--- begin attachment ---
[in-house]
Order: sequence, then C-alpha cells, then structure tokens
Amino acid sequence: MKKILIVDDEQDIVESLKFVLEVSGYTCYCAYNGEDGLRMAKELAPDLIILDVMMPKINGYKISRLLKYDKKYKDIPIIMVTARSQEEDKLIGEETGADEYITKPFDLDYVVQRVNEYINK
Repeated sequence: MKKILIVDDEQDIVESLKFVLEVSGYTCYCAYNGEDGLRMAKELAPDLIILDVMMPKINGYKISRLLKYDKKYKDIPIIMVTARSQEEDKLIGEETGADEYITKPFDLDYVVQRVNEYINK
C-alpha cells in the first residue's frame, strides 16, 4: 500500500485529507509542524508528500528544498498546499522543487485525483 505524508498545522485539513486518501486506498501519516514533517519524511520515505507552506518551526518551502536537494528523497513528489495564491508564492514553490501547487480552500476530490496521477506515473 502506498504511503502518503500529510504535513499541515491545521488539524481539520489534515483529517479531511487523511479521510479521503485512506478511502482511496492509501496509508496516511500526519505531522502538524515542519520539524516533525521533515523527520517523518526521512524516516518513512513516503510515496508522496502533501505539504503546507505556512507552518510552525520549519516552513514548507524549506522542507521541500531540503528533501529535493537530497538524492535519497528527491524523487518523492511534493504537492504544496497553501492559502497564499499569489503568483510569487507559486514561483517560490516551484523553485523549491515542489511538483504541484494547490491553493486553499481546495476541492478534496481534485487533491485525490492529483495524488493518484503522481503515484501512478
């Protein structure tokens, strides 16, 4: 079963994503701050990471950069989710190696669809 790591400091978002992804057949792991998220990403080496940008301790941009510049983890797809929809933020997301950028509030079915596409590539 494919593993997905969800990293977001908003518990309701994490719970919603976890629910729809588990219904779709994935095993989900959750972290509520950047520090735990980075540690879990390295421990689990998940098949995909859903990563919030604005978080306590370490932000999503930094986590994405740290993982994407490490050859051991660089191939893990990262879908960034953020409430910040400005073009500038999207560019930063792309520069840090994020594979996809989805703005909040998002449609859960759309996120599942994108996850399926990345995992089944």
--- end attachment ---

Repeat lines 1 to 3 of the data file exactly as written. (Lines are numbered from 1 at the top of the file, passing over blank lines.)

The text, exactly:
[in-house]
Order: sequence, then C-alpha cells, then structure tokens
Amino acid sequence: MKKILIVDDEQDIVESLKFVLEVSGYTCYCAYNGEDGLRMAKELAPDLIILDVMMPKINGYKISRLLKYDKKYKDIPIIMVTARSQEEDKLIGEETGADEYITKPFDLDYVVQRVNEYINK